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Technology Stocks : divine interVentures, Inc. (DVIN)

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To: stockman_scott who wrote (215)7/24/2002 12:04:33 PM
From: Glenn Petersen  Read Replies (1) of 246
 
DVIN alters the terms of the Viant deal; less cash to DVIN. less dilution. If I were a DVIN shareholder, I would want the cash.

Divine, Viant alter terms of proposed deal

By Barbara Rose
Tribune staff reporter
Published July 24, 2002

chicagotribune.com

Divine Inc. announced revised terms Tuesday for a pending buyout of Viant Corp. that would distribute the bulk of Viant's cash directly to Viant shareholders, increasing the likelihood they will approve the deal.

Viant shares rose 29 cents on the news, to $1.38, Tuesday. Divine's shares fell 11 cents, to $2.36, reflecting the Nasdaq stock market's broad sell-off.

The proposed new terms would mean far less dilution for shareholders of Divine, a Chicago-based software and services company, and a much larger cash payout for investors in Viant, an Internet consultancy based in Boston.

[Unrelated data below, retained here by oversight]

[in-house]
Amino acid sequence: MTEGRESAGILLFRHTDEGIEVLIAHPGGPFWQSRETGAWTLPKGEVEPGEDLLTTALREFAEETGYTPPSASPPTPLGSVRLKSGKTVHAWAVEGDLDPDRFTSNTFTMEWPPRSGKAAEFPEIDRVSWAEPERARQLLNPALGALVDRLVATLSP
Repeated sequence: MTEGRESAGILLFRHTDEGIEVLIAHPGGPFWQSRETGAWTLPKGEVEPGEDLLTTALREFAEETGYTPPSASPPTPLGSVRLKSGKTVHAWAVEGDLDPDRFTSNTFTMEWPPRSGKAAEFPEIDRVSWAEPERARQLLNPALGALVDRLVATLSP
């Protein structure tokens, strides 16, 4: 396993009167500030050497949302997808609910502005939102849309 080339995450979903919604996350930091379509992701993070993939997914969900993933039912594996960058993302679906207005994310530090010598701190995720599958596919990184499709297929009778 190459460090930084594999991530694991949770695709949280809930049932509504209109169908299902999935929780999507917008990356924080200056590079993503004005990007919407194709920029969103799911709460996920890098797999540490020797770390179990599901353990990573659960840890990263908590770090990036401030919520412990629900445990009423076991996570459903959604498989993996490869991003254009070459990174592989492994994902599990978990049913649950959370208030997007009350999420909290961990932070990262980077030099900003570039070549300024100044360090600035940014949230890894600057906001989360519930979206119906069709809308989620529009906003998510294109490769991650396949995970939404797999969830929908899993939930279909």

The 4-month-old deal, a marriage between two former Internet highfliers, was renegotiated after Divine's shares continued to decline--increasing the likelihood Viant shareholders would reject the offer--and Divine turned to private investors for cash.

In May, Divine announced a $61 million commitment from venture capital firm Oak Investment Partners and other investors, who will own more than 30 percent of the company.

The private investment "gave us the opportunity to restructure the deal with Viant so we won't have to issue as many shares," said Anne Schmitt, a spokeswoman for Divine.

Under the new terms, Viant shareholders would get $72.5 million in cash, or about $1.46 per share, plus Divine shares. Divine has agreed to issue shares worth between $2.5 million and $3.69 million, based on a formula that takes into account Divine's stock price prior to closing.

The earlier deal called for a larger number of Divine shares and a $24 million cash dividend, or about 46 cents per share.

That proposal angered some Viant shareholders who said they preferred that the company liquidate, a move that Chief Executive Robert Gett said in April would have yielded between $1.80 and $1.85 per share.

Calls to Viant on Tuesday were not returned, but in a memo to employees Gett wrote: "This long period of uncertainty and anxiety is coming to a close and we should look forward to a new chapter for Viant."

The deal is expected to close in mid-September.

Copyright © 2002, Chicago Tribune
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